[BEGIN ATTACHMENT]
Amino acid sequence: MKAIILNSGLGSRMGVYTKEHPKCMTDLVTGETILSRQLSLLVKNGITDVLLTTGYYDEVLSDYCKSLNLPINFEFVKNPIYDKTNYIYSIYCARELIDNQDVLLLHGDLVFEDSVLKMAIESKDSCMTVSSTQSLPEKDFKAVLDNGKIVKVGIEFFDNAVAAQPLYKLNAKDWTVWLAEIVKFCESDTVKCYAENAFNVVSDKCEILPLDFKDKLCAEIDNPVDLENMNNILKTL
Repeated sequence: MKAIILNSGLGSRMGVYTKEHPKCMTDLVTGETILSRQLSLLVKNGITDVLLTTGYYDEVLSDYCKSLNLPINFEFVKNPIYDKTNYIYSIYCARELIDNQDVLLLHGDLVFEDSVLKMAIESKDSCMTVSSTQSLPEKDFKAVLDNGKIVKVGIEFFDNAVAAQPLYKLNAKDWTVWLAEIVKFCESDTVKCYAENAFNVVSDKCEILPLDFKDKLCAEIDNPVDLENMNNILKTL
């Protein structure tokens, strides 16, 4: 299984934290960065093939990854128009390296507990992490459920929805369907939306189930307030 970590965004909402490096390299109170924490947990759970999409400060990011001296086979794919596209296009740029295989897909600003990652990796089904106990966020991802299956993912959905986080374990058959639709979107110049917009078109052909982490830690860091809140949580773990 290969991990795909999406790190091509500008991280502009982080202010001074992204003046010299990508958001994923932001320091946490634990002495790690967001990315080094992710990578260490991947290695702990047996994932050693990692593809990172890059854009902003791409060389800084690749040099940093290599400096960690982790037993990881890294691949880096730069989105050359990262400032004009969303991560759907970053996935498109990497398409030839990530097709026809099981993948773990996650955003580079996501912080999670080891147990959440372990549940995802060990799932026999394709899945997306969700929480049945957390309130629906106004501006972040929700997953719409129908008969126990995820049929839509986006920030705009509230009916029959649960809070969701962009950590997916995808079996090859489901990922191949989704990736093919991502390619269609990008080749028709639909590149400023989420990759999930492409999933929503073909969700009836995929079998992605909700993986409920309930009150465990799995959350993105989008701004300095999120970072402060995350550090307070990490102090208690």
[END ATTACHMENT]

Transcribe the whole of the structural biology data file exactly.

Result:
Amino acid sequence: MKAIILNSGLGSRMGVYTKEHPKCMTDLVTGETILSRQLSLLVKNGITDVLLTTGYYDEVLSDYCKSLNLPINFEFVKNPIYDKTNYIYSIYCARELIDNQDVLLLHGDLVFEDSVLKMAIESKDSCMTVSSTQSLPEKDFKAVLDNGKIVKVGIEFFDNAVAAQPLYKLNAKDWTVWLAEIVKFCESDTVKCYAENAFNVVSDKCEILPLDFKDKLCAEIDNPVDLENMNNILKTL
Repeated sequence: MKAIILNSGLGSRMGVYTKEHPKCMTDLVTGETILSRQLSLLVKNGITDVLLTTGYYDEVLSDYCKSLNLPINFEFVKNPIYDKTNYIYSIYCARELIDNQDVLLLHGDLVFEDSVLKMAIESKDSCMTVSSTQSLPEKDFKAVLDNGKIVKVGIEFFDNAVAAQPLYKLNAKDWTVWLAEIVKFCESDTVKCYAENAFNVVSDKCEILPLDFKDKLCAEIDNPVDLENMNNILKTL
């Protein structure tokens, strides 16, 4: 299984934290960065093939990854128009390296507990992490459920929805369907939306189930307030 970590965004909402490096390299109170924490947990759970999409400060990011001296086979794919596209296009740029295989897909600003990652990796089904106990966020991802299956993912959905986080374990058959639709979107110049917009078109052909982490830690860091809140949580773990 290969991990795909999406790190091509500008991280502009982080202010001074992204003046010299990508958001994923932001320091946490634990002495790690967001990315080094992710990578260490991947290695702990047996994932050693990692593809990172890059854009902003791409060389800084690749040099940093290599400096960690982790037993990881890294691949880096730069989105050359990262400032004009969303991560759907970053996935498109990497398409030839990530097709026809099981993948773990996650955003580079996501912080999670080891147990959440372990549940995802060990799932026999394709899945997306969700929480049945957390309130629906106004501006972040929700997953719409129908008969126990995820049929839509986006920030705009509230009916029959649960809070969701962009950590997916995808079996090859489901990922191949989704990736093919991502390619269609990008080749028709639909590149400023989420990759999930492409999933929503073909969700009836995929079998992605909700993986409920309930009150465990799995959350993105989008701004300095999120970072402060995350550090307070990490102090208690």